Colonial Divisions?

Ed’s third question deals with differences between the colonial North and the colonial South. As he points out, textbooks often present the northern colonies, most notably the New England colonies, as religious, enchanted, and driven by consumer goods. The south is presented as a place obsessed with profit and with slavery. I think these divisions are largely artificial. The roots of this division are twofold: it stems partly from a temptation to read antebellum sectional divisions back on the colonial period, and partly from Jack P. Greene’s synthetic history of the colonial period Pursuits of Happiness (1988). In Pursuits, Greene argued that Americans have too long been taught that New England was the source of the United States’ political and intellectual heritage. Greene showed that New England was in fact atypical: its demographics and culture were wildly different from that of the mid-Atlantic, the Chesapeake, Carolina, and the Caribbean. New England was comprised primarily of families and it resulted in a self-reproducing population of English people almost immediately. No other English region in the New World was like that. Far more typical were the wild demographies of the Chesapeake, where migrants were comprised mainly of young single men and it took decades to create a self-reproducing English population. Greene, I think, was right on about New England’s atypicality, but his synthesis has led to other divisions between New England and everywhere else. I don’t find these particularly productive.

Take religion, for example. New England’s puritans were a pious lot, and the Chesapeake harbored England’s lawless and godless. New Englanders lived in an enchanted, supernatural world, full of devils and witches and  portents. In Virginia, damned souls made tobacco for profit (apologies to Edward Bond). It’s a common portrait, and it would make historians’ lives so much simpler if it were true. But it isn’t. Consider this document:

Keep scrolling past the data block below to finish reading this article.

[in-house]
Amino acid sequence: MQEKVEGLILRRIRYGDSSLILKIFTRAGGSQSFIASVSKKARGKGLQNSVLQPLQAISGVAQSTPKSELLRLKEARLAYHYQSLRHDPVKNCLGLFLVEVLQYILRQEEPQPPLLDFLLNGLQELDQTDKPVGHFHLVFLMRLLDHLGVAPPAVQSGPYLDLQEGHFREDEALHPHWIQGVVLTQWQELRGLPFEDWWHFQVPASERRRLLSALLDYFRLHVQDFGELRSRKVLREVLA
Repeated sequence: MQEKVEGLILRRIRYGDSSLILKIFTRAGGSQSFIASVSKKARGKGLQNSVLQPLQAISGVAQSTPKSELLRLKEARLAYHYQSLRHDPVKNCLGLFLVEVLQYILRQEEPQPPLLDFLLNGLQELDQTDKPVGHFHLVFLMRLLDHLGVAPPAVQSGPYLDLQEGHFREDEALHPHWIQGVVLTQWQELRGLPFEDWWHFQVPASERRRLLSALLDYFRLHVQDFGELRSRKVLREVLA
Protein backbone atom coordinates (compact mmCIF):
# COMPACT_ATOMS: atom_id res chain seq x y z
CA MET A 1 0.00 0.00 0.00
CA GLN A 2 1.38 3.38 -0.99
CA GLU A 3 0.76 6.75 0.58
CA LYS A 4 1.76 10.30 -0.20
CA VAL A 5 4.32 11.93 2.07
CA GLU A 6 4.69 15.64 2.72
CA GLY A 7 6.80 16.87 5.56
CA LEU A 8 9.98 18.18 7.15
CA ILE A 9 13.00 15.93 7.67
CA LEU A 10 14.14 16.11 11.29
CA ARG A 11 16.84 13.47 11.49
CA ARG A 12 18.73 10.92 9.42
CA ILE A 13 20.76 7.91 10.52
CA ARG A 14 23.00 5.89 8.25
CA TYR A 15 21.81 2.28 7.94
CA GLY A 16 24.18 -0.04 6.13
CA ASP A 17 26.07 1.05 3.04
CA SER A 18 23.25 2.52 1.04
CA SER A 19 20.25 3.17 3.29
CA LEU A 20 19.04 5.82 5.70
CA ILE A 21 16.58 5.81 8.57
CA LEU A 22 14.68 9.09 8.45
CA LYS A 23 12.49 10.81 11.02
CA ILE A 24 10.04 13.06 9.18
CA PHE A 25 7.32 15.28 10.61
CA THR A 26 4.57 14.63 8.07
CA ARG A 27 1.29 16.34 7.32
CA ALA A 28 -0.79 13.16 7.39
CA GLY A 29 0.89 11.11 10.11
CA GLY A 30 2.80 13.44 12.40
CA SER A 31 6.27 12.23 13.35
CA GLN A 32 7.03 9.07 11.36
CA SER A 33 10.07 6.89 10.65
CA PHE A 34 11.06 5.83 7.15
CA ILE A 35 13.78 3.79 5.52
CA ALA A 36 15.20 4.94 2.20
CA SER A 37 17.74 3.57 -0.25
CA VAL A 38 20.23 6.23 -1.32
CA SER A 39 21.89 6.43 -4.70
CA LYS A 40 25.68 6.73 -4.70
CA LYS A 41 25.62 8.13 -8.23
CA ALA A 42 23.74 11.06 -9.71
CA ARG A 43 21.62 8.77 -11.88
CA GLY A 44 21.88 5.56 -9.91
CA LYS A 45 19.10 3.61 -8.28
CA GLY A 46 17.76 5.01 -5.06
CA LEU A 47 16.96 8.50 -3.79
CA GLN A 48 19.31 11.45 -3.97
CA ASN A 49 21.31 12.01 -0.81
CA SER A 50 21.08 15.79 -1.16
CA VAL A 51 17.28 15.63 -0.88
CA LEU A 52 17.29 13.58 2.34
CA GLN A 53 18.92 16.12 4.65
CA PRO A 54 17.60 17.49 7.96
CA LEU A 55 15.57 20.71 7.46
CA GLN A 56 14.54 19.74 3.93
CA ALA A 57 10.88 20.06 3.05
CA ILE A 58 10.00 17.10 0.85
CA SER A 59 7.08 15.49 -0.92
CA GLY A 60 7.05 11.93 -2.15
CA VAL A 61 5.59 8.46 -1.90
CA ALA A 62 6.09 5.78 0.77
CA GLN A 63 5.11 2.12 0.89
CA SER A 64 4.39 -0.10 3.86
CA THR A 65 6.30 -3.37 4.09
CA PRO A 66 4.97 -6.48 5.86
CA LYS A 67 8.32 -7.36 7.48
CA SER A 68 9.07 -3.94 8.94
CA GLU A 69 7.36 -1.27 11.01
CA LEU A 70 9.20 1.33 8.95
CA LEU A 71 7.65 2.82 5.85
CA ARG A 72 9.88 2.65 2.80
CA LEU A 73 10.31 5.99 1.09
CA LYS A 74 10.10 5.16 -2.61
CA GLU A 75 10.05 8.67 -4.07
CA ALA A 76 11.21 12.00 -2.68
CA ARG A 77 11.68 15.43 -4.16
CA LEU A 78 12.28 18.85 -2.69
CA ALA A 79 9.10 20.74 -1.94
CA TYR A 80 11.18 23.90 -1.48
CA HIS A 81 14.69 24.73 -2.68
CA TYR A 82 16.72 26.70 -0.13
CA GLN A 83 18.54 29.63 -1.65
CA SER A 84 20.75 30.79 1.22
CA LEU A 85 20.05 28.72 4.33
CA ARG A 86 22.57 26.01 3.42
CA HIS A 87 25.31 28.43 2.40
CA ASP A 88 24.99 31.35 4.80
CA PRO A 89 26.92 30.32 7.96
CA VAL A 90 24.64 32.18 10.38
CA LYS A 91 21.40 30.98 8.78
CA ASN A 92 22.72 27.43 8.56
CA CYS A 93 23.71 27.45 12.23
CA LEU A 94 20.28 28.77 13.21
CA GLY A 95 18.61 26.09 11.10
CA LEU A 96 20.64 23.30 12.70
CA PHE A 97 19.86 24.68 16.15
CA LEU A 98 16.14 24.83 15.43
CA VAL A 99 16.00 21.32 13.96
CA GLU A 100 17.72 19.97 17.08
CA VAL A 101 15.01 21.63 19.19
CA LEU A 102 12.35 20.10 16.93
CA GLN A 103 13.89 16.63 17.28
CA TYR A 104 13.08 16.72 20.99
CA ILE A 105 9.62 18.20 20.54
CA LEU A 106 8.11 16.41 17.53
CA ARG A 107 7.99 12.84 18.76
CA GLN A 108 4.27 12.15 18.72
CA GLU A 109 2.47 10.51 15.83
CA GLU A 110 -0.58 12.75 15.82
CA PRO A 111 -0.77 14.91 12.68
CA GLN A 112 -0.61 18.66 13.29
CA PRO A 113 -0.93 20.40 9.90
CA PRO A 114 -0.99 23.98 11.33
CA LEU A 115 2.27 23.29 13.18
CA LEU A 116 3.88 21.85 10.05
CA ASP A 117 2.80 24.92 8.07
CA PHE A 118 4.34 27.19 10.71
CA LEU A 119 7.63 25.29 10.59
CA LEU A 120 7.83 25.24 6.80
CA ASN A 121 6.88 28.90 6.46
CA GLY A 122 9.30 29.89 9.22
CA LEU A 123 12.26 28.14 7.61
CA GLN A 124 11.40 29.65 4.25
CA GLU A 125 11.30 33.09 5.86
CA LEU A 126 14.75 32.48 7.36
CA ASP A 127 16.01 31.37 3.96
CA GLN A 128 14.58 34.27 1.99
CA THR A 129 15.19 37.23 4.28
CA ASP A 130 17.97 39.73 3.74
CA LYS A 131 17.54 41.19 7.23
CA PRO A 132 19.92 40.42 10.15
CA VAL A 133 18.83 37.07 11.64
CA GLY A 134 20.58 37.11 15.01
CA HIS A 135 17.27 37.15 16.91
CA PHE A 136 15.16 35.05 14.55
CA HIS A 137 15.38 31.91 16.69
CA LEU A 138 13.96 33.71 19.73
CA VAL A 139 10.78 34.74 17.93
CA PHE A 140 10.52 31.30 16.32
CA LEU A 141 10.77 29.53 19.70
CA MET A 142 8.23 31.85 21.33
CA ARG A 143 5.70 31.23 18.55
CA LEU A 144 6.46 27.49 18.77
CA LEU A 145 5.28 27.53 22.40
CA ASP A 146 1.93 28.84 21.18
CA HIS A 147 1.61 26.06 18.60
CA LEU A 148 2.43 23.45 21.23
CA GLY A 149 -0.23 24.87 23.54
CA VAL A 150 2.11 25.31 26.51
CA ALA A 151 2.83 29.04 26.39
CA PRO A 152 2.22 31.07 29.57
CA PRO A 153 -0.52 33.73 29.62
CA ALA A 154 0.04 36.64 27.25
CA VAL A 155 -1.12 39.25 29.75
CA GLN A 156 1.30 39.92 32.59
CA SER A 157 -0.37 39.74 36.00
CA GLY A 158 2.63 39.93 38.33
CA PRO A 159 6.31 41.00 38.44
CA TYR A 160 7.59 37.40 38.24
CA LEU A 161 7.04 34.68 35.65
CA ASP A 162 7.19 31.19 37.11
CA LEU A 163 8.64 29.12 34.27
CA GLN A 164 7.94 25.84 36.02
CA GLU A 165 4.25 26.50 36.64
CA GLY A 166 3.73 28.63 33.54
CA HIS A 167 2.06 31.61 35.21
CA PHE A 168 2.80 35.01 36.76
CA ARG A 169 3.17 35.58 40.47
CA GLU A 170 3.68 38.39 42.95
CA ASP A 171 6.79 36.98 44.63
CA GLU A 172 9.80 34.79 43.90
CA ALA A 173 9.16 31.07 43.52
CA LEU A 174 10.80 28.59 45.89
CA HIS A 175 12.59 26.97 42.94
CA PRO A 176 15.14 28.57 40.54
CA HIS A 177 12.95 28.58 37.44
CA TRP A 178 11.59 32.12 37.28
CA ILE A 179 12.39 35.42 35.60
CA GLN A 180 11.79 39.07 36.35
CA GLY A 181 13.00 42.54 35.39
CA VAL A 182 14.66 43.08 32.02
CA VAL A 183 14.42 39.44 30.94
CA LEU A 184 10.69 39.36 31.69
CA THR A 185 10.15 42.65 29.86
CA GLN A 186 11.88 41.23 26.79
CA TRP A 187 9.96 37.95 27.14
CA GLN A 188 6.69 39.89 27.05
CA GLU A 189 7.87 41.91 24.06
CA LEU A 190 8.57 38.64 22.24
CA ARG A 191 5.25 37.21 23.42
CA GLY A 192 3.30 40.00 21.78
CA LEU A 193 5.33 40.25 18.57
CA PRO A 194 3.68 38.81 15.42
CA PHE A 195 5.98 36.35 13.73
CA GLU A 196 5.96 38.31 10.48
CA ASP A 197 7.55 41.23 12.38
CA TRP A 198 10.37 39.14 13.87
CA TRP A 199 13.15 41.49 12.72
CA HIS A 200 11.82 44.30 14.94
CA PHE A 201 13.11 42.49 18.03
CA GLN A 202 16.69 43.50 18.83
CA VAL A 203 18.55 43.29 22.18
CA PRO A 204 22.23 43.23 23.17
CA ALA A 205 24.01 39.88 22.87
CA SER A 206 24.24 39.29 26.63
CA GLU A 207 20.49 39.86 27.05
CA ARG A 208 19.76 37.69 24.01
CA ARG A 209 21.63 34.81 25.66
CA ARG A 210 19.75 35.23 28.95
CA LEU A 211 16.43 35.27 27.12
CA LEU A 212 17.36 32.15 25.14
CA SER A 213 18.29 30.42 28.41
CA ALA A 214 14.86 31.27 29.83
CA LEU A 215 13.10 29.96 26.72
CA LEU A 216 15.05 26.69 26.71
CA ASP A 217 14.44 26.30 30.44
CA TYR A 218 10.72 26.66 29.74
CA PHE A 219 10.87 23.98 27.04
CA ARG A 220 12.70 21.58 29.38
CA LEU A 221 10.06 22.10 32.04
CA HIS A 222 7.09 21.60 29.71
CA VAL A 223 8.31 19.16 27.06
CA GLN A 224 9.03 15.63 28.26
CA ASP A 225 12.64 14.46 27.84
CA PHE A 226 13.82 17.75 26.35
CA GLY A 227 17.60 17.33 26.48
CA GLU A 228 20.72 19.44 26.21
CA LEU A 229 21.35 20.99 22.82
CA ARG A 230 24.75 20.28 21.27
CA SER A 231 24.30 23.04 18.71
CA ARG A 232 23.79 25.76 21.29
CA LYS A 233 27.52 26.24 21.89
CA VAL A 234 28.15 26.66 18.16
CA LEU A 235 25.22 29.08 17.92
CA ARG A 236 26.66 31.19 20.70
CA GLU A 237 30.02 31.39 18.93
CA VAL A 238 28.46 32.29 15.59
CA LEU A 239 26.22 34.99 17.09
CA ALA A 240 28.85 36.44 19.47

“Upon the first day of April my wife was washing a bucke[t] of clothes, and of a sudden her clothes were all besprinkled with blood form the first beginning to the rincing of them, at last in such abundance as if an hand should invisibly take handfuls of gore blood and throw it upon the linnen. Where it lay all of an heape in the washing-tub, she sent for me in, and I tooke up one gobbet of blood as big as my fingers end, and stirring it in my hand it did not stain my fingers nor the linnen: Upon this miraculous premonition and warning from God having some kinde of intimation of some designe of the Indians (though nothing appeared till that day) I provided for defence, and though we were but five men and mistrusted not any villainy towards us before: yet we secured our selves against 20 savages which were three houres that day about my house. Blessed be the name of God.”

You’d think that this prophetic bit of blood in the laundry came from New England, but if you thought that, you would be wrong. James Horn uses this document from Virginia in 1644 in his book, Adapting to a New World: English Society in the Seventeenth-Century Chesapeake (1994, quote on page 381), to introduce a chapter on religion and popular belief. Horn argues, quite convincingly and with plenty of evidence, that English society in the Chesapeake was highly religious, and not all that different from New England. Edward Bond, in his Damned Souls in a Tobacco Colony: Religion in Seventeenth-Century Virginia (2000) makes a similar argument: historians must take the religiosity of English people outside of New England seriously.

The same goes for New England and slavery. Slavery was not just the province of the colonial South and Caribbean. Slavery was legal in all colonies; New York City’s population was 40% enslaved by the middle of the eighteenth century. The great merchant houses of Newport and Providence were up to their necks in the African slave trade. And New England’s founding fathers, even the oft-admired Governor John Winthrop, were perfectly happy to trade in Indian slaves with the Caribbean. (How else would one dispose of captured survivors of the Pequot War? We’ll be hearing more from Linford Fisher on this shortly.) No one in New England or elsewhere was making abolitionist arguments. (Well, hardly anyone, but that’s a post for another time.)

I suppose it is convenient to teach undergrads from the formula of difference, but I think a greater understanding of colonial English society emerges from thinking about similarity.  The divisions of the antebellum world shouldn’t be read onto the seventeenth and eighteenth-century past.

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